REVIEW: Dirty by Megan Hart
Dear Ms. Hart:
You came on the blog a while back during a discussion about erotica and erotic romance. You were very upfront about the fact that your book was erotica. I kind of poo-poo’ed most erotica as being a woman’s sexploration which didn’t sound very appealing to me. As your release date rolled around, I thought that I should buy the book and see for myself instead of making a blanket statement about a genre I am fairly new to.
I am now even more confused about what erotica is. You were right. This isn’t a sexploration book. If I were to categorize it, I would put it in the general fiction section because I just don’t see how explicit sexual content actual makes a book erotica. There is one threesome scene which I think Emma Holly made de riguer in erotica books but for the most part, the sex scenes are fairly run of the mill. If sex had anything to do with advancement of the plot it would be that the heroine uses her body as a weapon to punish herself, but she was very much a martyr and used everything from the austerity of her home, to her lonely life to punish herself.
Elle Kavanagh is a successful business woman with a very lonely life. She has no friends. Her interaction with the opposite sex generally involve single furtive encounters wherein she gives a fake name and nothing else. That is Elle’s whole motto, it seems, take nothing, give nothing. She has reasons. Her father is a drunk. Her eldest brother is dead. Her mother is a nagging bitch. Her younger brother lives too far away to be supportive. Elle meets Dan in a chance encounter and is beyond turned on. When she gets the chance with him, she attempts to treat him like every other guy, but Dan won’t take it.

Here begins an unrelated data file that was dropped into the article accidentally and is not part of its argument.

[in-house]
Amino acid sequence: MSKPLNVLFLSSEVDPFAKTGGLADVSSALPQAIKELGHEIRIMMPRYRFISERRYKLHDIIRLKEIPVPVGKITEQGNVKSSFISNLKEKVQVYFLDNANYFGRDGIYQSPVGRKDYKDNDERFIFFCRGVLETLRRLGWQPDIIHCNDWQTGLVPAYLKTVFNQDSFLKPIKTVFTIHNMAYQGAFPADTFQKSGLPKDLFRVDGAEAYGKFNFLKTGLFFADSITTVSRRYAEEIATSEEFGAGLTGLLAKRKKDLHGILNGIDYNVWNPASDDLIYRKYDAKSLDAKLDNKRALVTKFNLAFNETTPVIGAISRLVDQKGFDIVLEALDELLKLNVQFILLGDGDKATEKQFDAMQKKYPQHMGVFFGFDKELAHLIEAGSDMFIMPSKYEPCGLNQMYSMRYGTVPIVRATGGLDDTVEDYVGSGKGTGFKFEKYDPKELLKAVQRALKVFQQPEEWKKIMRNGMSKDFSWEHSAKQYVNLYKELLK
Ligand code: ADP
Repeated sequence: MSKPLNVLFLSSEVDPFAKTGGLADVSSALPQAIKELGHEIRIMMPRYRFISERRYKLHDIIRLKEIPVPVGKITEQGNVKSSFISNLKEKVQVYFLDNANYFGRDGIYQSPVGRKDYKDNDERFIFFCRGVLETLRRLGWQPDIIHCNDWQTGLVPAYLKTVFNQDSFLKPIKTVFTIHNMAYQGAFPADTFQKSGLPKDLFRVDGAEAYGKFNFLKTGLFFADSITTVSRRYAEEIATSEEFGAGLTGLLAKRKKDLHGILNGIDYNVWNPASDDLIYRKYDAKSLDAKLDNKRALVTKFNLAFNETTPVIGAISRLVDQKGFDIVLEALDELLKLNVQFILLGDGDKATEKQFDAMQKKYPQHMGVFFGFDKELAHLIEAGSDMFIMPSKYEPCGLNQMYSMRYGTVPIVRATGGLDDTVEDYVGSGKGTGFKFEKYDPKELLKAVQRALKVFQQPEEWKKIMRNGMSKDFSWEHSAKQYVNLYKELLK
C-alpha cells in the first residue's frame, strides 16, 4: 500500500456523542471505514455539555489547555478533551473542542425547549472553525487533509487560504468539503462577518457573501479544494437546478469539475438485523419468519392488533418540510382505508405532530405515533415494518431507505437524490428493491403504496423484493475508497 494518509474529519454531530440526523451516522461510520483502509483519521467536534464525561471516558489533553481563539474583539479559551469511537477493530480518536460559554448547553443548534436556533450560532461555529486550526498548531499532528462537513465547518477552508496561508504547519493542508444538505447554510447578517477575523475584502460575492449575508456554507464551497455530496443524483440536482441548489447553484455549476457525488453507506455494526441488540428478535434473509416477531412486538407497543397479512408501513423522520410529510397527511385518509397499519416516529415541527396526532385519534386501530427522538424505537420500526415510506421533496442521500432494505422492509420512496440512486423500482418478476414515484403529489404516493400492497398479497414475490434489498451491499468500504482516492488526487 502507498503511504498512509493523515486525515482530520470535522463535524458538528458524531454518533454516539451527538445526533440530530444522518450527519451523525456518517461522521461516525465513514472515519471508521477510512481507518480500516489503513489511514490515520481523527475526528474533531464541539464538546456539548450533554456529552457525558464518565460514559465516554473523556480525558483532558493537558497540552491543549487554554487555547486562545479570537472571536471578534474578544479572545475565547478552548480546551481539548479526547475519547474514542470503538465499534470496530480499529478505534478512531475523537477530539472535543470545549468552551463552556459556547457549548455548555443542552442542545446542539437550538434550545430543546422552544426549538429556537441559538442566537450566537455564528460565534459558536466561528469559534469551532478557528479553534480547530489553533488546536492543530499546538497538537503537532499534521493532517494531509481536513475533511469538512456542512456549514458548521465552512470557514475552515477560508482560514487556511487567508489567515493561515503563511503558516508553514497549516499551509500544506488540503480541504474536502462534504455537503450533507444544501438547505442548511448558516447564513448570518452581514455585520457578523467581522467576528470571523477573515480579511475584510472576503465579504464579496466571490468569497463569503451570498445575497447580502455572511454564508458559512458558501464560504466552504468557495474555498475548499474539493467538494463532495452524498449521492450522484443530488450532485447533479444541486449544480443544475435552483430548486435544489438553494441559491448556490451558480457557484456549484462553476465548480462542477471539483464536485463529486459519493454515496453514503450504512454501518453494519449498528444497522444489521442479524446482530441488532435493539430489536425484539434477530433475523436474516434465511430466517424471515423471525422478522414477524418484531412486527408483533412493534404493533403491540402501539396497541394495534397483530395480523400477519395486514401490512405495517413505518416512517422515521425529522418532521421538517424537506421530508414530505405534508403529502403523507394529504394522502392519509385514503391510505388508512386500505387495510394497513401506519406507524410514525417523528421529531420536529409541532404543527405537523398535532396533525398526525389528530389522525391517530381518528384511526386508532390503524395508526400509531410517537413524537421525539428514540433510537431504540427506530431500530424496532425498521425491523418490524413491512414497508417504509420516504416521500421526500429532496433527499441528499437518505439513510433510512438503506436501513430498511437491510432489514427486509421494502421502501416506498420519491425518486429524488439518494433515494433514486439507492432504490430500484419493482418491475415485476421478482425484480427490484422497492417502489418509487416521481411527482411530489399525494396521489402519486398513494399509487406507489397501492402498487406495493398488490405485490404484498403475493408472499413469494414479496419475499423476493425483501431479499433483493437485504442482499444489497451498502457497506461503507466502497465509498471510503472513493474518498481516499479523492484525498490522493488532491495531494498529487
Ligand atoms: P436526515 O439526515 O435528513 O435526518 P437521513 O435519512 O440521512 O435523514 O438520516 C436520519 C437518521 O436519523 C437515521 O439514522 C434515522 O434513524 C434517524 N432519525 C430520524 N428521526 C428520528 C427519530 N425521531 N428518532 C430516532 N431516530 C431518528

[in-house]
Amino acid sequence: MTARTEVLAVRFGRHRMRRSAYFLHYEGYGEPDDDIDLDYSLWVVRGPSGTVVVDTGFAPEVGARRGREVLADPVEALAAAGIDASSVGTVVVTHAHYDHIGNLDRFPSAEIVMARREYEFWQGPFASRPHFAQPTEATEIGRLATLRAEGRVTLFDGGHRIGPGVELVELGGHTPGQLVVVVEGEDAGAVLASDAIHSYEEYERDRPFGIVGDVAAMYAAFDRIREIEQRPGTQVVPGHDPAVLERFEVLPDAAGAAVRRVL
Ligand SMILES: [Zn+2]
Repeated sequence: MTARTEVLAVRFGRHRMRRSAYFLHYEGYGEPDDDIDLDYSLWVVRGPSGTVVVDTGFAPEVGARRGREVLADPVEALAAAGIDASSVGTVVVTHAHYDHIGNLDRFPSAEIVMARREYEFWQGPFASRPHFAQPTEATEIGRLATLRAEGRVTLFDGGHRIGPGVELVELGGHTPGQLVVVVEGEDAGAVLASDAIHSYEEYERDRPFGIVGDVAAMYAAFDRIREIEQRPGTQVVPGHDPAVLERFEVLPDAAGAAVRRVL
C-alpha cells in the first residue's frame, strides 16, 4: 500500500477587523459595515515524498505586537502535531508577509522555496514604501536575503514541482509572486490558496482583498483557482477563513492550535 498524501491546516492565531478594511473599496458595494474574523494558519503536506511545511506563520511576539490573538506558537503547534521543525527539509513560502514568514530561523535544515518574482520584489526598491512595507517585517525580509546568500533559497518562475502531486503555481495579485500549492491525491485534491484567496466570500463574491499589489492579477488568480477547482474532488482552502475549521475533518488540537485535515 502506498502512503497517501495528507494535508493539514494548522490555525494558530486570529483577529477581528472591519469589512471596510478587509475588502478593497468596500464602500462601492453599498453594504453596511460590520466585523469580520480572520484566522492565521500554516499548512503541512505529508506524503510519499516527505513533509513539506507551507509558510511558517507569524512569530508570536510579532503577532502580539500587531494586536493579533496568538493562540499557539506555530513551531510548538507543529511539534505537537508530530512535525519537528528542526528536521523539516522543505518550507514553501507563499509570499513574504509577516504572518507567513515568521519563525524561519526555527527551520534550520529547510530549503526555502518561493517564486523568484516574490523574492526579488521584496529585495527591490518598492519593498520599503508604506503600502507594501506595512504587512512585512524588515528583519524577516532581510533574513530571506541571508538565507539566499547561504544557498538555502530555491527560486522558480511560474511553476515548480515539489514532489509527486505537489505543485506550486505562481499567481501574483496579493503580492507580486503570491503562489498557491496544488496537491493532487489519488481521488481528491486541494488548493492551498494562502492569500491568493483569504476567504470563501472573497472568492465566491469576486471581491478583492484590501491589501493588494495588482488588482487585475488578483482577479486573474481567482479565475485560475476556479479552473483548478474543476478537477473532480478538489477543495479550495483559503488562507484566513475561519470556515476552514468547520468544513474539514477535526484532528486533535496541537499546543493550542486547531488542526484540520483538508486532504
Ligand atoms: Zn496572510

The major problem that I had with this book was the narrator. It’s first person and I had a hard time seeing why I should care about Elle. The storytelling is very flat, almost monotone. There were very few movements in the tone. It could be that the emotionless aspect of the narrator was intentional given her emotional problems but it was just too flat. I wasn’t able to find a reason to cheer for Elle.
I thought, too, that at times you had the characters emote too much. In the midst of a public fingering, Dan is described as “looked determined, admiring and quizzical, but the last passed in a moment. . . Now he looked honored.”
Dan, the male protagonist, was presented as almost a fantasy male, a cypher. He knew exactly what to do to make Elle want him. Exactly when she needed the commanding touch. Exactly when she needed space and when she did not need space. Too often he slipped from dominant male to insecure suitor. He told Elle what to do but was constantly seeking affirmation from Elle.
But I like being with you, too. Don’t you like being with me? Just hanging out?
It was also hard for me to see why Dan cares about her other than she represents a challenge. He does make a comment that she “acts like an angel . . . but fucks like a demon.” Elle regularly snubs him and tosses off cruel comments.
There was one quite beautiful piece in the book that happened late in the story but it was short and it wasn’t enough to save this story from the gloomy monotony or the forced redemption scenes at the end. I guess, by that time, I had given up my capacity to care for this couple. C-.